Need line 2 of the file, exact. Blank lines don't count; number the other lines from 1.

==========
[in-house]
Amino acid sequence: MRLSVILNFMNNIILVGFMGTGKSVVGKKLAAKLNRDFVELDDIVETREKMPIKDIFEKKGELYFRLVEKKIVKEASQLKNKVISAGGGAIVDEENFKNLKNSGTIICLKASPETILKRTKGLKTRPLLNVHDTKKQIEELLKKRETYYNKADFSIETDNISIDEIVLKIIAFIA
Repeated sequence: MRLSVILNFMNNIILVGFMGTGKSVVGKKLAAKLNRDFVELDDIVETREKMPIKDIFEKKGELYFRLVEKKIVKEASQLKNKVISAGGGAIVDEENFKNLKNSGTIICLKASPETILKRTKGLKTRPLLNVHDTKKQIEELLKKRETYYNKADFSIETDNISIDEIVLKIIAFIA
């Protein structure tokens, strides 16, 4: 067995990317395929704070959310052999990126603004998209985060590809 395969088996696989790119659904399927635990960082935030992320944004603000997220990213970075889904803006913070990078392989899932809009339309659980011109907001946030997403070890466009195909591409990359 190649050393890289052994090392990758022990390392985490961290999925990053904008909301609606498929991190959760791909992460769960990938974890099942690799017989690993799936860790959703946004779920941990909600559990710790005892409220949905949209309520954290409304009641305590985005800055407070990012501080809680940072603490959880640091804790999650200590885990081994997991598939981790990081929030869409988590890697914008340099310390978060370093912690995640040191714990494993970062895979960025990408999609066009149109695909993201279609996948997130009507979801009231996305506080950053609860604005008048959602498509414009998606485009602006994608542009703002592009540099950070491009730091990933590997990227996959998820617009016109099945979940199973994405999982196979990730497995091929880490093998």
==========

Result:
Amino acid sequence: MRLSVILNFMNNIILVGFMGTGKSVVGKKLAAKLNRDFVELDDIVETREKMPIKDIFEKKGELYFRLVEKKIVKEASQLKNKVISAGGGAIVDEENFKNLKNSGTIICLKASPETILKRTKGLKTRPLLNVHDTKKQIEELLKKRETYYNKADFSIETDNISIDEIVLKIIAFIA